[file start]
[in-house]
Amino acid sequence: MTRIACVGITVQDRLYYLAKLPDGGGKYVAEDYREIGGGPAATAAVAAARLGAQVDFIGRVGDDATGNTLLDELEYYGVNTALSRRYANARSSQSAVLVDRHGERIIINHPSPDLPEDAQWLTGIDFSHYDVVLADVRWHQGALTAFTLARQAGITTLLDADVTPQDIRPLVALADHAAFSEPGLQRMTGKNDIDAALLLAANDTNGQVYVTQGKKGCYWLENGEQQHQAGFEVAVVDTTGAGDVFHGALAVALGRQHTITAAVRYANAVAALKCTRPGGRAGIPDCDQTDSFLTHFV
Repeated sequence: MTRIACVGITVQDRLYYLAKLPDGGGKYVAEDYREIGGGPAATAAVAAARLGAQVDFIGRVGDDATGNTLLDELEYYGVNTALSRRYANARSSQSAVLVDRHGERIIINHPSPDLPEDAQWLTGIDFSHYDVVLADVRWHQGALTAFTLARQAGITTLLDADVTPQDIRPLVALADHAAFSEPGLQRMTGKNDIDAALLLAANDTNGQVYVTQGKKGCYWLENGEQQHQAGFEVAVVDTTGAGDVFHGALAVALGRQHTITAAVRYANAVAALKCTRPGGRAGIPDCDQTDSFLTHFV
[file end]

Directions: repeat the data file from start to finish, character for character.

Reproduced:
[in-house]
Amino acid sequence: MTRIACVGITVQDRLYYLAKLPDGGGKYVAEDYREIGGGPAATAAVAAARLGAQVDFIGRVGDDATGNTLLDELEYYGVNTALSRRYANARSSQSAVLVDRHGERIIINHPSPDLPEDAQWLTGIDFSHYDVVLADVRWHQGALTAFTLARQAGITTLLDADVTPQDIRPLVALADHAAFSEPGLQRMTGKNDIDAALLLAANDTNGQVYVTQGKKGCYWLENGEQQHQAGFEVAVVDTTGAGDVFHGALAVALGRQHTITAAVRYANAVAALKCTRPGGRAGIPDCDQTDSFLTHFV
Repeated sequence: MTRIACVGITVQDRLYYLAKLPDGGGKYVAEDYREIGGGPAATAAVAAARLGAQVDFIGRVGDDATGNTLLDELEYYGVNTALSRRYANARSSQSAVLVDRHGERIIINHPSPDLPEDAQWLTGIDFSHYDVVLADVRWHQGALTAFTLARQAGITTLLDADVTPQDIRPLVALADHAAFSEPGLQRMTGKNDIDAALLLAANDTNGQVYVTQGKKGCYWLENGEQQHQAGFEVAVVDTTGAGDVFHGALAVALGRQHTITAAVRYANAVAALKCTRPGGRAGIPDCDQTDSFLTHFV